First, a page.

ly, Buhari would not be drawn into giving out money to ensure safe passage for the plan.
The Senior Special Assistant to the President on Media and Publicity, Garba Shehu, promised to cross-check with relevant government officials and get back to our correspondent when his view was sought on Sunday.
When contacted on Sunday, Gbajabiamila’s media aide, Mr. Olanrewaju Smart, confirmed that the House Leader and Buhari met regularly on “state matters” and he was not always privy to their discussions.
“The Leader of the House of Representatives visits the President on state matters from time to time and I am not always privy to their discussions,” he said.
On what Gbajabiamila was doing to ensure that Buhari’s loan request was approved, Smart said, “The House is looking at the President’s request and it will be tabled soon.”
Buhari had, in a letter read on the floor of the House of Representatives on Tuesday by the Speaker, Yakubu Dogara, said the approval of this request would ensure the implementation of projects that cut cross across all sectors of the economy.
The letter read in part, “I wish to refer to the above subject and to submit the attached draft of the Federal Government 2016-2018 external borrowing plan for consideration and early approval by the National Assembly to ensure prompt implementation of projects.
“The projects cut across all sectors with special emphasis on infrastructure, agriculture, health, education, water supply, growth and employment generation, poverty reduction through social safety net programmes and governance and financial management reforms among others.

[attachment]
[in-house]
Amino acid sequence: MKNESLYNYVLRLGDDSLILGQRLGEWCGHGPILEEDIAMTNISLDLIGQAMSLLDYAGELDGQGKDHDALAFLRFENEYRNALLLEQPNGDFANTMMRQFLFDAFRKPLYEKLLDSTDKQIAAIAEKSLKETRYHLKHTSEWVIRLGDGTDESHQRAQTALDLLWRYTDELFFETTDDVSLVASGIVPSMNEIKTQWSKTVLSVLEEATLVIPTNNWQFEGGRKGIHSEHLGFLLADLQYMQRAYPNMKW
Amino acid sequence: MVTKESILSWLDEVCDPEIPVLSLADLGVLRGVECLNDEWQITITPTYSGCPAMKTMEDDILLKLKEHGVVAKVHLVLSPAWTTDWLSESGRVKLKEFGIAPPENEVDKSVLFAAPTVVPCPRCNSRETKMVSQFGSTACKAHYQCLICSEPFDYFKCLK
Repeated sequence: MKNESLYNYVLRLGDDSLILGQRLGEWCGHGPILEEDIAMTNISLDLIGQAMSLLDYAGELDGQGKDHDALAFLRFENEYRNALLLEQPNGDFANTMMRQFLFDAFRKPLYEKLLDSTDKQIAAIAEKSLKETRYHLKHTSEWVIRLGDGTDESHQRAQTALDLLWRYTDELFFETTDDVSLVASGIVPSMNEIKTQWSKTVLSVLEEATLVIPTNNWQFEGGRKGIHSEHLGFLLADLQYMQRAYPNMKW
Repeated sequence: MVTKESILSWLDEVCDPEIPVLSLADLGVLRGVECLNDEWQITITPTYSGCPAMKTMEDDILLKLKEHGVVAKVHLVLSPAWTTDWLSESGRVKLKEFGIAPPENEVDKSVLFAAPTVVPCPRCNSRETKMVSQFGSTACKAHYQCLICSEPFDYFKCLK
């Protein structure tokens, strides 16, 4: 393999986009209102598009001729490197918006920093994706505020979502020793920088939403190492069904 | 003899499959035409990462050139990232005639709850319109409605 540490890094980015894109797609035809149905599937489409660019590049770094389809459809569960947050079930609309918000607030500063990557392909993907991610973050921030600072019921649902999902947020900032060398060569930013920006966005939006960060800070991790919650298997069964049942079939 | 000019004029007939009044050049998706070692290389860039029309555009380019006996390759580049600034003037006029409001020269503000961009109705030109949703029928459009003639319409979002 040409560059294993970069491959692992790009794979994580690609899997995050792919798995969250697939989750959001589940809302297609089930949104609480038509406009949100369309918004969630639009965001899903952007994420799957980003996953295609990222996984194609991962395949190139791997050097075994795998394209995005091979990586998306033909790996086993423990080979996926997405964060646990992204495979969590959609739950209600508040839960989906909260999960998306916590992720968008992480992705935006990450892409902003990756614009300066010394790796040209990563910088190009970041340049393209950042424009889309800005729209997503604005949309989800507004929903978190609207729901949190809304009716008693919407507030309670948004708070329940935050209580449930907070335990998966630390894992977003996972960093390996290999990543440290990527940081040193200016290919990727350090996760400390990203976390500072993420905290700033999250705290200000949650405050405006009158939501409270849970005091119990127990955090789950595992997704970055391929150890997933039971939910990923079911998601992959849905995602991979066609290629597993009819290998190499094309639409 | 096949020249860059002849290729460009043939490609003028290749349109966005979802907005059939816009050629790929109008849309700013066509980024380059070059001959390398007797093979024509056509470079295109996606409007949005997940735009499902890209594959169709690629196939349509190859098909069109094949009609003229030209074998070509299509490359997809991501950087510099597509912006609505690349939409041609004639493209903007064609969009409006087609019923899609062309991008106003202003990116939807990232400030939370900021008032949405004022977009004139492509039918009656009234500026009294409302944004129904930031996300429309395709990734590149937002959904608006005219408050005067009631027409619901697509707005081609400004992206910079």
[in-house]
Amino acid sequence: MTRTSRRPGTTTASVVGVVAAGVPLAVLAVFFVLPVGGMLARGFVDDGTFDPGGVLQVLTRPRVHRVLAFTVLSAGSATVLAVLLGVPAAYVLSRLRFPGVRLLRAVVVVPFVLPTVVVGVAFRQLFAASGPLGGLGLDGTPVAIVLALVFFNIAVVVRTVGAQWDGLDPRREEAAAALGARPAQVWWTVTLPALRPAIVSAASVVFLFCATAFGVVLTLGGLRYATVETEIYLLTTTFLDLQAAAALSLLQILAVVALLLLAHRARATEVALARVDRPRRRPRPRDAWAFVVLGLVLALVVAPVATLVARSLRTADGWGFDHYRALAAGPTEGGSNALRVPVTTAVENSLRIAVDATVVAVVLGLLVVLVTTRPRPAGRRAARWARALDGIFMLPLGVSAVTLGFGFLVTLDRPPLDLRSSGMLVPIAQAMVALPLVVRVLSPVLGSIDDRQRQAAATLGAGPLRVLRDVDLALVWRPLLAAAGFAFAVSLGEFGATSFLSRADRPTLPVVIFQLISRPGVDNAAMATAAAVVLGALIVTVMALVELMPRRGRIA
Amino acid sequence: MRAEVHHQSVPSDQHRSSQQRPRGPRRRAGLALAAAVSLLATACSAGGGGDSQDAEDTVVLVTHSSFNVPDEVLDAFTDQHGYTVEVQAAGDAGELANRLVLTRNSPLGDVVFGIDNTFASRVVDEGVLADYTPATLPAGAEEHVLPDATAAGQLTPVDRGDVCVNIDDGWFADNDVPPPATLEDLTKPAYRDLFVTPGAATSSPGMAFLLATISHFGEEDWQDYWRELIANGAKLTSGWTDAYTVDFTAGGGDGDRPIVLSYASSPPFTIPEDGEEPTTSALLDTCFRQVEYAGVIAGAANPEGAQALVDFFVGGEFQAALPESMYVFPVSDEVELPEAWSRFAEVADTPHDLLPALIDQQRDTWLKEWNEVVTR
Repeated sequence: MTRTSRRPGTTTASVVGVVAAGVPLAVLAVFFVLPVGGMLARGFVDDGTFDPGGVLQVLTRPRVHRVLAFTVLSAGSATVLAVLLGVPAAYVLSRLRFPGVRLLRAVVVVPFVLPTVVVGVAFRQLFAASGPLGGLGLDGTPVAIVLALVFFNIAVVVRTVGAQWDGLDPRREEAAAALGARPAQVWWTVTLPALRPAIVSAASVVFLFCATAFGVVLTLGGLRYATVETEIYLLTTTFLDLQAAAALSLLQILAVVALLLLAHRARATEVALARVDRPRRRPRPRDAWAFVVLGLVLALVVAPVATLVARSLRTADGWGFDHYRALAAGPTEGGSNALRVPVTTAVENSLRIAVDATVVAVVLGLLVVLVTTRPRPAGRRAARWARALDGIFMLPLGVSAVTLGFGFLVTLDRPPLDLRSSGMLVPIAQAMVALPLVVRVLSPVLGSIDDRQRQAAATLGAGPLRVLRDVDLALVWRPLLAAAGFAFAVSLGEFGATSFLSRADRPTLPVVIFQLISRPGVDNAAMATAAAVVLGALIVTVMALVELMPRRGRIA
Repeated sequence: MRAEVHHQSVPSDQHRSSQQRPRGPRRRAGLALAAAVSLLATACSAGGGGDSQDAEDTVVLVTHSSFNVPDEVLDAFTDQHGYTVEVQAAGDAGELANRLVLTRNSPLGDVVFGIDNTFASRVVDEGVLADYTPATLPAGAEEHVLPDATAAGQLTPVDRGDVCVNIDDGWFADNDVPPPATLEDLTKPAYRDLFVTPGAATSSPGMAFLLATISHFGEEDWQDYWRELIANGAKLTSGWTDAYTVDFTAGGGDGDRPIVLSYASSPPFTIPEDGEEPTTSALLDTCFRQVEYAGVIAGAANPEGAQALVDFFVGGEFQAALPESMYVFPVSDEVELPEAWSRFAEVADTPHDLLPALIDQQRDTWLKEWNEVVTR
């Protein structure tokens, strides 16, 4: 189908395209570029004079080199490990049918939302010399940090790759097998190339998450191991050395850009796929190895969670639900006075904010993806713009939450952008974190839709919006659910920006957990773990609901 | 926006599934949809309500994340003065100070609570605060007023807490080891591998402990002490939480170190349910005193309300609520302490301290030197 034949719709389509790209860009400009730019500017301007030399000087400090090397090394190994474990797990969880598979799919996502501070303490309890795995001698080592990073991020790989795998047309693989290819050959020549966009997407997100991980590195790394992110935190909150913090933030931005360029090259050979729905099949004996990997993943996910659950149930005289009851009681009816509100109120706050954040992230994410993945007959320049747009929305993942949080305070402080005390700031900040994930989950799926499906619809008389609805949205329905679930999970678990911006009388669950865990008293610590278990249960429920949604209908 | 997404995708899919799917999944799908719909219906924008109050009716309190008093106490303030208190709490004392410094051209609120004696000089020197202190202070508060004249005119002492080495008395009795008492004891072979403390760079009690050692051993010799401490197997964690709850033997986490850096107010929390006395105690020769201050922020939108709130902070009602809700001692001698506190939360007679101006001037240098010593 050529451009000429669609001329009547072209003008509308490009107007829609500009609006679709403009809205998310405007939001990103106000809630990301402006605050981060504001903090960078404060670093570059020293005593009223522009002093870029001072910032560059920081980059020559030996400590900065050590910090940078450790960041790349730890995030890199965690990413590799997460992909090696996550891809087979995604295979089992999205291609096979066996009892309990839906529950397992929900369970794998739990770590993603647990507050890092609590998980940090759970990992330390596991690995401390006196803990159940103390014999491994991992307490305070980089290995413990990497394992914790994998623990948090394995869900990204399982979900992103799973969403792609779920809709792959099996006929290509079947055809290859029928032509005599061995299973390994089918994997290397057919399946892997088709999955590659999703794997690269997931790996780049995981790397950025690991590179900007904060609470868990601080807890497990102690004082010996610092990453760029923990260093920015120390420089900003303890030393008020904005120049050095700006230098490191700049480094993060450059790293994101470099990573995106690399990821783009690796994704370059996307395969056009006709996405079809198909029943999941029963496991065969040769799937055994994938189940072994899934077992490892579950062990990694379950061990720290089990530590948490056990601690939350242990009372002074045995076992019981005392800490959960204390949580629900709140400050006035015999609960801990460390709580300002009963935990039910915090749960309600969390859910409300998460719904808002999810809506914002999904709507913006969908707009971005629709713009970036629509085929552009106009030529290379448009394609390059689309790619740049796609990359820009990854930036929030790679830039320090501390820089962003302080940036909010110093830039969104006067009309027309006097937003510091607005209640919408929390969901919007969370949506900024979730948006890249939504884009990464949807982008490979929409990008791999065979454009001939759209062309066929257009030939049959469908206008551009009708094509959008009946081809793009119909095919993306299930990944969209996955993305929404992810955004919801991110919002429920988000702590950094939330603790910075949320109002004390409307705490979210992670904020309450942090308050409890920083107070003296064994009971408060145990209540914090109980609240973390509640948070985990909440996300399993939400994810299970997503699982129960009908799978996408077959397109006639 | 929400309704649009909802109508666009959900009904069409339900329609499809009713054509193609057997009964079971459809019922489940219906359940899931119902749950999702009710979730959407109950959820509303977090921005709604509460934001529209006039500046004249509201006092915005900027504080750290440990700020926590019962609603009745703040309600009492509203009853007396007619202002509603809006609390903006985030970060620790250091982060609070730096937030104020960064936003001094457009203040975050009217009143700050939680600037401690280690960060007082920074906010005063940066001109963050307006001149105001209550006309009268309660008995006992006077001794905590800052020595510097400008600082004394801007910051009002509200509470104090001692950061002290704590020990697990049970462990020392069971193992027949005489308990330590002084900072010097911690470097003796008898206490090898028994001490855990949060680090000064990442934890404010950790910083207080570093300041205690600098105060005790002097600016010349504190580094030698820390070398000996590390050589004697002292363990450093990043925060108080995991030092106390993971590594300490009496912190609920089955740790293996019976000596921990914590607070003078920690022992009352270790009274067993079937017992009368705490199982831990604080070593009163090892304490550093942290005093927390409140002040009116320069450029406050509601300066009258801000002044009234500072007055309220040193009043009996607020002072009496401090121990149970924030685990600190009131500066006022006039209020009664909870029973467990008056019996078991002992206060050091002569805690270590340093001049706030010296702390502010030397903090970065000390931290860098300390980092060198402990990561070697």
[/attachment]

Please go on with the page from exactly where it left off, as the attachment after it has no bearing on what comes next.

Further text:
“The total of the projects and programmes under the borrowing (rolling) plan is $29.960bn, made up of proposed projects and programmes loan of $11.274bn; special national infrastructure projects, $10.686bn; Euro bonds of $4.5bn and Federal Government budget support of $3.5bn.”
Reps kick, demand details ahead of debate
Meanwhile, there were indications on Sunday that Buhari’s $26.96bn loan request might not get a smooth passage in the House of Representatives.
Findings by The PUNCH showed that lawmakers were already querying the rationale for the “huge loan”, which they feared was a gradual return to the debt trap of yesteryears.
An official of the National Assembly said, “There will be serious legislative fireworks this week because we are not in ordinary times in Nigeria.
“Any loan that generations after today will continue to repay raises a lot of questions, and the person to provide the answers is Mr. President himself.”
The PUNCH gathered that some lawmakers in the House had, immediately the letter conveying the loan request to the House was read, queried the lack of details on how the government planned to spend the money.
A member stated, “$29.96bn is not N29bn. This is a huge amount of money. What do you want to do with it?
“It is not enough for you to write the parliament and say approve for agriculture and all that. Where are the details of the proposed expenditure? This loan request will not have an easy ride.”
House Minority Leader, Mr. Leo Ogor, admitted that members were worried that the President opted for a foreign loan at a time his administration had yet to account for the recovery it made as looted funds.